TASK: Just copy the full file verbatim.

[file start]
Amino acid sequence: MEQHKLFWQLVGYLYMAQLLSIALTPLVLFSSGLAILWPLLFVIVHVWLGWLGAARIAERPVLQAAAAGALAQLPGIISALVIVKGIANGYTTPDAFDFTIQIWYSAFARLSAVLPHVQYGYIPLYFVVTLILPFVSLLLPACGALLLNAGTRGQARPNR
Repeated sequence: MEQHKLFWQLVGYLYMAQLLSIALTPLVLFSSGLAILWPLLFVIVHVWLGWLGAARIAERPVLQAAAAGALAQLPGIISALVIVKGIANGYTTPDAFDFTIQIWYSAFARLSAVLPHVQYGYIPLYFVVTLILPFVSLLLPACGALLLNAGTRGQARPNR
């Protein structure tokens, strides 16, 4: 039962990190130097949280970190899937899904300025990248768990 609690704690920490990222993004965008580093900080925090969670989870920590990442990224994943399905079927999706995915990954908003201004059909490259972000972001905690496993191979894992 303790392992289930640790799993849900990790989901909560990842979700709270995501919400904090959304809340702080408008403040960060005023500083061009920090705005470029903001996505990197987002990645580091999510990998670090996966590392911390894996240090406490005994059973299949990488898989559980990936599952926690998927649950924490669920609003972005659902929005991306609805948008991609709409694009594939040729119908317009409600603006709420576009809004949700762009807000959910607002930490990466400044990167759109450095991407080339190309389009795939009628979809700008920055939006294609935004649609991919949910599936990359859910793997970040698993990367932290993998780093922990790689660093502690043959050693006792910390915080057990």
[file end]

Amino acid sequence: MEQHKLFWQLVGYLYMAQLLSIALTPLVLFSSGLAILWPLLFVIVHVWLGWLGAARIAERPVLQAAAAGALAQLPGIISALVIVKGIANGYTTPDAFDFTIQIWYSAFARLSAVLPHVQYGYIPLYFVVTLILPFVSLLLPACGALLLNAGTRGQARPNR
Repeated sequence: MEQHKLFWQLVGYLYMAQLLSIALTPLVLFSSGLAILWPLLFVIVHVWLGWLGAARIAERPVLQAAAAGALAQLPGIISALVIVKGIANGYTTPDAFDFTIQIWYSAFARLSAVLPHVQYGYIPLYFVVTLILPFVSLLLPACGALLLNAGTRGQARPNR
């Protein structure tokens, strides 16, 4: 039962990190130097949280970190899937899904300025990248768990 609690704690920490990222993004965008580093900080925090969670989870920590990442990224994943399905079927999706995915990954908003201004059909490259972000972001905690496993191979894992 303790392992289930640790799993849900990790989901909560990842979700709270995501919400904090959304809340702080408008403040960060005023500083061009920090705005470029903001996505990197987002990645580091999510990998670090996966590392911390894996240090406490005994059973299949990488898989559980990936599952926690998927649950924490669920609003972005659902929005991306609805948008991609709409694009594939040729119908317009409600603006709420576009809004949700762009807000959910607002930490990466400044990167759109450095991407080339190309389009795939009628979809700008920055939006294609935004649609991919949910599936990359859910793997970040698993990367932290993998780093922990790689660093502690043959050693006792910390915080057990």